At the 2019 Barclays Travel Forum, TTC Director Martin Alcock joined Paul Carter, CEO of Hotelplan and Petar Cetnik, Senior Risk Manager at Barclaycard to discuss how the travel industry was coping with the Brexit delay. The session later featured in The Times newspaper.
Travel companies are offering discounts to secure bookings in a soft market, but according to industry experts, this will have an impact on their profits later in the year.
Martin Alcock said virtually all travel companies had been struggling and thinking of ways to increase sales.
“Businesses representing all of the sectors are publicly very upbeat but privately they are all saying it is really difficult.
“Even the ultra-luxury companies are saying they are flat. We may well see these bookings come back, but at what price?”
These companies are expected to feel the impact of discounting later on in the year according to Alcock, and this is because they are offering discounts and low to zero deposits.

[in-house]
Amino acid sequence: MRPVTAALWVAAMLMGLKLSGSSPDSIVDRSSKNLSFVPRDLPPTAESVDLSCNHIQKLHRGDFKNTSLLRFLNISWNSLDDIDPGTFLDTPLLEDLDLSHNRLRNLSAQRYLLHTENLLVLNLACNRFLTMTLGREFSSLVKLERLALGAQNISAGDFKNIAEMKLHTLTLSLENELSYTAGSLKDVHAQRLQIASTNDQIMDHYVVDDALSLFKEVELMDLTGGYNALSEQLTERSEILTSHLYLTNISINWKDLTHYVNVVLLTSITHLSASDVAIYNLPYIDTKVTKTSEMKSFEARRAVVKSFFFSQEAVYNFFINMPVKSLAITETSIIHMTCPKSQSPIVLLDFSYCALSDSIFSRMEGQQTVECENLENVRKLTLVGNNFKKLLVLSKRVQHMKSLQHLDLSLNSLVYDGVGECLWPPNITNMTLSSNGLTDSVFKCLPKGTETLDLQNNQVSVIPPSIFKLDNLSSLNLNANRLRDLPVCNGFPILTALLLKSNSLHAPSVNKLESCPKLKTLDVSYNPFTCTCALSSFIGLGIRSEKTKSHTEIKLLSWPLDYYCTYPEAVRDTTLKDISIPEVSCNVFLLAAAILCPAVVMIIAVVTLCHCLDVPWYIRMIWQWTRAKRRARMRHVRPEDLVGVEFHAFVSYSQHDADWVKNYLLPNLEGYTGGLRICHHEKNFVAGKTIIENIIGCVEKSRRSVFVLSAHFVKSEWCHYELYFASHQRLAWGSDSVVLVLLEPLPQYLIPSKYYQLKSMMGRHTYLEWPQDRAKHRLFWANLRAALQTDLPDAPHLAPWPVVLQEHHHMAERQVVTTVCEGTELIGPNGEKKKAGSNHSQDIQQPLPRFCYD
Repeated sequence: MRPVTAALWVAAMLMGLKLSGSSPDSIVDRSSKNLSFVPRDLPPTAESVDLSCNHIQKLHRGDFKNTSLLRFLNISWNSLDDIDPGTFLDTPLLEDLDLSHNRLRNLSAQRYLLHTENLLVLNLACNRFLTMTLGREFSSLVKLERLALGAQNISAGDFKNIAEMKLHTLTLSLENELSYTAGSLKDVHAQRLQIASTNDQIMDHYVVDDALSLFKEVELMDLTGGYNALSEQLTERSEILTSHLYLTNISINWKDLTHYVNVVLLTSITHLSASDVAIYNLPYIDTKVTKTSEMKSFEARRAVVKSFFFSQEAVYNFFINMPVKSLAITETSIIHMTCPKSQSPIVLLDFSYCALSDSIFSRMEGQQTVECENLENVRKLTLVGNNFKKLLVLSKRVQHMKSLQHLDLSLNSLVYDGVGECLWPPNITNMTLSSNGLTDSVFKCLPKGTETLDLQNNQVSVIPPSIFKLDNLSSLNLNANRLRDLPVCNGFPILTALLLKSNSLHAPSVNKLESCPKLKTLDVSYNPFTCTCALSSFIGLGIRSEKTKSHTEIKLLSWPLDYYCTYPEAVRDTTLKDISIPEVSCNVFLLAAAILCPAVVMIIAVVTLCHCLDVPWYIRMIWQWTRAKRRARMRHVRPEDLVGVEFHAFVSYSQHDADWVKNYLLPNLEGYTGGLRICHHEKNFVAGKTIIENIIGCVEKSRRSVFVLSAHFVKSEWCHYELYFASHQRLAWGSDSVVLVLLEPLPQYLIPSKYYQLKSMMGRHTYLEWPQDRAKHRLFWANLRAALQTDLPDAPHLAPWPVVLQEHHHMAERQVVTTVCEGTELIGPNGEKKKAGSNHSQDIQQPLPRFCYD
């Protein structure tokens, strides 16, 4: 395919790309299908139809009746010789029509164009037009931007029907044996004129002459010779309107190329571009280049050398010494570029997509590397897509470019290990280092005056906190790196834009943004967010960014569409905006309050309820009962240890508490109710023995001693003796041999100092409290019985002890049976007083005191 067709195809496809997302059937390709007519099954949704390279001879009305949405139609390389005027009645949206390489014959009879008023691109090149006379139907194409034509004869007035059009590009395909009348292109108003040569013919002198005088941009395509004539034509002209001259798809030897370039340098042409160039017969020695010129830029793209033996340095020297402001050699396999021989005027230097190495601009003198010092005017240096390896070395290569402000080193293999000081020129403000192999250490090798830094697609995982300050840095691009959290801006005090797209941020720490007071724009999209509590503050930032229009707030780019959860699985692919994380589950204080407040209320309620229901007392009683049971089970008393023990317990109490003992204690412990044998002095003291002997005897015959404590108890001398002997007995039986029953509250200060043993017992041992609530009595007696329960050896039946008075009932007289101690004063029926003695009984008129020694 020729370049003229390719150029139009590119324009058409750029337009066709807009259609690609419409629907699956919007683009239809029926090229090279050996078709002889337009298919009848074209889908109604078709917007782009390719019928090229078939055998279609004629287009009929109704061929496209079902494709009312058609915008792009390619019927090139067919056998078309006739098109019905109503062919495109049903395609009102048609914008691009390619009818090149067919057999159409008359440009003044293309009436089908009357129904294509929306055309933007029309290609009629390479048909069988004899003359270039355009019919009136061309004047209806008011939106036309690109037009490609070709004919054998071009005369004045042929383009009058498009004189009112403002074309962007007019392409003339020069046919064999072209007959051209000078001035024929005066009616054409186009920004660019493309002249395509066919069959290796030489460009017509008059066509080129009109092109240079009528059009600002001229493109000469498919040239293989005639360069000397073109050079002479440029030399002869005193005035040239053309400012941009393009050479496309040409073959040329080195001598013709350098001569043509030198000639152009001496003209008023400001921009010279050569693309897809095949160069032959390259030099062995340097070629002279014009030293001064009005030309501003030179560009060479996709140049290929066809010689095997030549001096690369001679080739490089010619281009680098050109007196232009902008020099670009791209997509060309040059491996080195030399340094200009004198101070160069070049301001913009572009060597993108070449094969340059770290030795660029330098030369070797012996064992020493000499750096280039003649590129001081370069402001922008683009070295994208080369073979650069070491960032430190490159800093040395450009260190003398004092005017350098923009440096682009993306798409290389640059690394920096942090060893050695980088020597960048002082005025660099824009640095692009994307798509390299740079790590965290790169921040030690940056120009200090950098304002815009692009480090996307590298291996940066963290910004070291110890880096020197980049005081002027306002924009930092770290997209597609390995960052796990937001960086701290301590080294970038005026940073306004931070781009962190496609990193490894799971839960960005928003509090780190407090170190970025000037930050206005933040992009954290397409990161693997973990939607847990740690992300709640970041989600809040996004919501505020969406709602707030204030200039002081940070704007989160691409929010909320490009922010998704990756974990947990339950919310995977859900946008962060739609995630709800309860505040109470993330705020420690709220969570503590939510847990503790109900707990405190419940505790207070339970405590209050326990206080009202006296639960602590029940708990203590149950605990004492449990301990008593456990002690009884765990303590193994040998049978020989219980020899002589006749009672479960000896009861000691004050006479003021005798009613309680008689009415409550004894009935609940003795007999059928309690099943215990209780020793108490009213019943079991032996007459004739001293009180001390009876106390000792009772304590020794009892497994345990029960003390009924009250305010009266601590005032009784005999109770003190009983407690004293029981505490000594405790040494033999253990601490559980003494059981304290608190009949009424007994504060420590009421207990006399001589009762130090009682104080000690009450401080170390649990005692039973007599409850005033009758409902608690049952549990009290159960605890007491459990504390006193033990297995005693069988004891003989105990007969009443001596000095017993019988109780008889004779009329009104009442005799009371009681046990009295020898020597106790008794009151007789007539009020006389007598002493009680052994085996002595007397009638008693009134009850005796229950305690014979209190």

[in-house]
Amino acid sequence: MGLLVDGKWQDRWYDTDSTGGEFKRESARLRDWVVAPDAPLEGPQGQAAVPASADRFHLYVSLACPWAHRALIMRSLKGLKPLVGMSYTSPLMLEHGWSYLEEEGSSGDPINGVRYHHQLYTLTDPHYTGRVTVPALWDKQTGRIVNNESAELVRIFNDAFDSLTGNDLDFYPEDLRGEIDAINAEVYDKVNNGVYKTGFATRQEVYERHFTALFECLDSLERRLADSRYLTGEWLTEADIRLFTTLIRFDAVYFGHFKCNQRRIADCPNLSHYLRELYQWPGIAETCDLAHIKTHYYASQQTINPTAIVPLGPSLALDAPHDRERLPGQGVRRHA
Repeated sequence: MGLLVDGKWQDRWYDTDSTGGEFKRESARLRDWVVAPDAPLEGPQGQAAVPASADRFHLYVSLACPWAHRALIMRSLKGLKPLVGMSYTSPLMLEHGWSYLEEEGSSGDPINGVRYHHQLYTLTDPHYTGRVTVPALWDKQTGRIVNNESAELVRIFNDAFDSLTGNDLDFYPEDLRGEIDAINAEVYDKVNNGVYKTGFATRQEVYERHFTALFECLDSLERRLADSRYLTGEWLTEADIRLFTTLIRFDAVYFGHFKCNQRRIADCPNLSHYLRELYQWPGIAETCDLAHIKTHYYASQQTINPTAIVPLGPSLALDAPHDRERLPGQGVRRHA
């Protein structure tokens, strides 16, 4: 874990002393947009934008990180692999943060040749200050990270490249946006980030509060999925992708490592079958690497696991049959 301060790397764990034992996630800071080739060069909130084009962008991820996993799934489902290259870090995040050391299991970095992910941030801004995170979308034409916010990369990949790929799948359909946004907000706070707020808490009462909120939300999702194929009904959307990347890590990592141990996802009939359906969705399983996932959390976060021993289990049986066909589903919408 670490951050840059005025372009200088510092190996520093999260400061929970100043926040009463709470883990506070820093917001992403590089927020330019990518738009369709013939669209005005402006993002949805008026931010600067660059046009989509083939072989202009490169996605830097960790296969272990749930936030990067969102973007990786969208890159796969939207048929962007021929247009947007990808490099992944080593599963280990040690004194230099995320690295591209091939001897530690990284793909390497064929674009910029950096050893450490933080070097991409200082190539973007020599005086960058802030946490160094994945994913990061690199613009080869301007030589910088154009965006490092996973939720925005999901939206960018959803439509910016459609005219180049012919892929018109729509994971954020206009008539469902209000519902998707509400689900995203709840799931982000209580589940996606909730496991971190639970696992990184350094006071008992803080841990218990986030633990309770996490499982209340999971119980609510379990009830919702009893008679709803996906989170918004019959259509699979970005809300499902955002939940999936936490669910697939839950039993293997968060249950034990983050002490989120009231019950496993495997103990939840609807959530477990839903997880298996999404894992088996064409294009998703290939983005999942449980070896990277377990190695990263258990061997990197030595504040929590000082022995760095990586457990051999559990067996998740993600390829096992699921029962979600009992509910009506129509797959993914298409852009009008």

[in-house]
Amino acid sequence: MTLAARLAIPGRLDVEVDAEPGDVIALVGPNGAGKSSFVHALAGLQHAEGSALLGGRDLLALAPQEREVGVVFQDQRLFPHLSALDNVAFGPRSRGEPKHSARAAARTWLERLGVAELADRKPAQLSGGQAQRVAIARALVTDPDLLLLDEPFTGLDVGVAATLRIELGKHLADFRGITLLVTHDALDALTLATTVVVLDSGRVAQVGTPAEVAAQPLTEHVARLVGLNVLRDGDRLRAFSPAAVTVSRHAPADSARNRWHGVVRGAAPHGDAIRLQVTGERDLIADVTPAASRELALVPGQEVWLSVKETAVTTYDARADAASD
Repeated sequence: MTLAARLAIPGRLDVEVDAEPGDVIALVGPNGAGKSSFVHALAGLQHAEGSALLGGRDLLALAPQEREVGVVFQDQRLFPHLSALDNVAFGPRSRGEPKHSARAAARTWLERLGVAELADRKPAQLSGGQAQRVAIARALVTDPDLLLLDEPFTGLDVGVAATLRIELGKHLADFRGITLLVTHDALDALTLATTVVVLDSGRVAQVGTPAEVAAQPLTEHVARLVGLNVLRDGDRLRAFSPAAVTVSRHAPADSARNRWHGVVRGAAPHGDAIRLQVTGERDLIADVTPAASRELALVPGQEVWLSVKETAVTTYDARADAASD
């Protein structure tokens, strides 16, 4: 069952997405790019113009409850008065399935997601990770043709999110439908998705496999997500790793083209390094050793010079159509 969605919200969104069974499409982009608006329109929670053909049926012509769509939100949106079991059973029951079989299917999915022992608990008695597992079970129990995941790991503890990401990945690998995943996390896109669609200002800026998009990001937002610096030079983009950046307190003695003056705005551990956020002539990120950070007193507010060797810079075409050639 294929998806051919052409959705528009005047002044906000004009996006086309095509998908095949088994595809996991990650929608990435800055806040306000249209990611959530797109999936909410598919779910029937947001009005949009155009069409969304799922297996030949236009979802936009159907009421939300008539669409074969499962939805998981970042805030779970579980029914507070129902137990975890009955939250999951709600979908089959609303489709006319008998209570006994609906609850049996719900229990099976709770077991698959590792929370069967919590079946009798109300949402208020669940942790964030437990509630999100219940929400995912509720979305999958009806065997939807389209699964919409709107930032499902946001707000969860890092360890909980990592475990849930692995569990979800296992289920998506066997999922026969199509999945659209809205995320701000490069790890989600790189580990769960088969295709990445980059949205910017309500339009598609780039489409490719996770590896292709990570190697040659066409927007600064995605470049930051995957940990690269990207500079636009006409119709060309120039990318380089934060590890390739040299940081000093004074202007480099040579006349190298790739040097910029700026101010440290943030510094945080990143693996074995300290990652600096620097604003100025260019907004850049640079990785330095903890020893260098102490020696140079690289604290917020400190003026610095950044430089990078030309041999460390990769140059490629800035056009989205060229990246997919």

Alcock describes this as a ‘short term sticking plaster’. Zero deposits are expensive to fund and if the customers cancel, this is a big risk for companies.
“That, to me, dips into the sub-prime credit market and that’s a very brave place to be in the current climate,” he said.
Paul Carter said companies had hoped for a ‘ketchup’ effect of bookings coming in quickly after the Brexit delay, but this had not materialised.
“June discounting is around 30-40% in the market,” he said. “I’m more optimistic in July but we’ve still got some way to go in July and August.
“Mainland Europe has struggled. But we’ve made it up in other areas.”
Additionally, Carter said the industry was hoping for poor weather over the summer to encourage people to travel abroad.
“If it’s a hot summer, it will be really difficult for everyone.”
Alcock said another challenge for the industry had been the cost of advertising on Google, following a fall in the number of people using the search engine to look for holidays.
The drop in searches means travel companies are having to pay up to 20% more than last year to attract a similar number of holidaymakers.
Similarly, the travel industry has experienced the law preventing companies from charging a fee to customers who book on credit cards. This used to be a money-spinner for some firms. The change has led to more consumers buying holidays on credit, which in turn has increased the liability for credit card firms in the event of a failure.
Pete Chetnik, said he was unable to comment on individual companies, but pointed out that getting the balance right was challenging.
“It’s important to remember that it’s not our money, it’s the clients’ money.”
You can read more about The 2019 Barclays Travel Forum here.